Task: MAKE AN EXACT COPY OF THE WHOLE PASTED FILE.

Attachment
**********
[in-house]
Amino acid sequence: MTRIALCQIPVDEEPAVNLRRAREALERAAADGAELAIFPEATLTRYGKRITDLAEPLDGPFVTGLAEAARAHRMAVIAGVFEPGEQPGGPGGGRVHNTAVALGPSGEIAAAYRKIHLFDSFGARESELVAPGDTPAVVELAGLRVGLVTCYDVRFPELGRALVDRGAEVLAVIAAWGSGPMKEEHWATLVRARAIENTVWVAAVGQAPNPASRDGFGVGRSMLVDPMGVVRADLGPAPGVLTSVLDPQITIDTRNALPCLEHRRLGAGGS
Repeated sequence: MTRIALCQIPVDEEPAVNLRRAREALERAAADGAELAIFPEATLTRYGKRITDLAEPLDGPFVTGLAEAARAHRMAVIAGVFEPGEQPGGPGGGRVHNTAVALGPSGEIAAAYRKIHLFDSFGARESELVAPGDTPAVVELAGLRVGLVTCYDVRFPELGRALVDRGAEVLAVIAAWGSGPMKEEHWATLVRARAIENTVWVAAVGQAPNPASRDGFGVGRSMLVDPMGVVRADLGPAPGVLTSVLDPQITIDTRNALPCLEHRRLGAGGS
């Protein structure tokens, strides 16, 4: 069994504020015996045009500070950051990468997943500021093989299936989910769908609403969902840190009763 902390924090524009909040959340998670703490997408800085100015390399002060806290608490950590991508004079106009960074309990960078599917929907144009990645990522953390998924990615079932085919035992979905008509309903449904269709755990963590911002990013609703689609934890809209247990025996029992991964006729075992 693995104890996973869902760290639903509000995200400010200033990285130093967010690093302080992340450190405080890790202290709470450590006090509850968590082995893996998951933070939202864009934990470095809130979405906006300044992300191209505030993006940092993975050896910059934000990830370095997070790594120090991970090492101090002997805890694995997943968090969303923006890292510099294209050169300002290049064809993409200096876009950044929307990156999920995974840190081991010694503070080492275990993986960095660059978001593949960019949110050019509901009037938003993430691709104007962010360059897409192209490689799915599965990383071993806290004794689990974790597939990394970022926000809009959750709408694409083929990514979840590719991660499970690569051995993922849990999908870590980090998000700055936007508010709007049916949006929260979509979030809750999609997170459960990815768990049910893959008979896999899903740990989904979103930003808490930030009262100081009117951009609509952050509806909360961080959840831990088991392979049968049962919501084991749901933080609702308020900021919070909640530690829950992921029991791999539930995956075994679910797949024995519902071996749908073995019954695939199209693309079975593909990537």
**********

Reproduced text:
[in-house]
Amino acid sequence: MTRIALCQIPVDEEPAVNLRRAREALERAAADGAELAIFPEATLTRYGKRITDLAEPLDGPFVTGLAEAARAHRMAVIAGVFEPGEQPGGPGGGRVHNTAVALGPSGEIAAAYRKIHLFDSFGARESELVAPGDTPAVVELAGLRVGLVTCYDVRFPELGRALVDRGAEVLAVIAAWGSGPMKEEHWATLVRARAIENTVWVAAVGQAPNPASRDGFGVGRSMLVDPMGVVRADLGPAPGVLTSVLDPQITIDTRNALPCLEHRRLGAGGS
Repeated sequence: MTRIALCQIPVDEEPAVNLRRAREALERAAADGAELAIFPEATLTRYGKRITDLAEPLDGPFVTGLAEAARAHRMAVIAGVFEPGEQPGGPGGGRVHNTAVALGPSGEIAAAYRKIHLFDSFGARESELVAPGDTPAVVELAGLRVGLVTCYDVRFPELGRALVDRGAEVLAVIAAWGSGPMKEEHWATLVRARAIENTVWVAAVGQAPNPASRDGFGVGRSMLVDPMGVVRADLGPAPGVLTSVLDPQITIDTRNALPCLEHRRLGAGGS
């Protein structure tokens, strides 16, 4: 069994504020015996045009500070950051990468997943500021093989299936989910769908609403969902840190009763 902390924090524009909040959340998670703490997408800085100015390399002060806290608490950590991508004079106009960074309990960078599917929907144009990645990522953390998924990615079932085919035992979905008509309903449904269709755990963590911002990013609703689609934890809209247990025996029992991964006729075992 693995104890996973869902760290639903509000995200400010200033990285130093967010690093302080992340450190405080890790202290709470450590006090509850968590082995893996998951933070939202864009934990470095809130979405906006300044992300191209505030993006940092993975050896910059934000990830370095997070790594120090991970090492101090002997805890694995997943968090969303923006890292510099294209050169300002290049064809993409200096876009950044929307990156999920995974840190081991010694503070080492275990993986960095660059978001593949960019949110050019509901009037938003993430691709104007962010360059897409192209490689799915599965990383071993806290004794689990974790597939990394970022926000809009959750709408694409083929990514979840590719991660499970690569051995993922849990999908870590980090998000700055936007508010709007049916949006929260979509979030809750999609997170459960990815768990049910893959008979896999899903740990989904979103930003808490930030009262100081009117951009609509952050509806909360961080959840831990088991392979049968049962919501084991749901933080609702308020900021919070909640530690829950992921029991791999539930995956075994679910797949024995519902071996749908073995019954695939199209693309079975593909990537």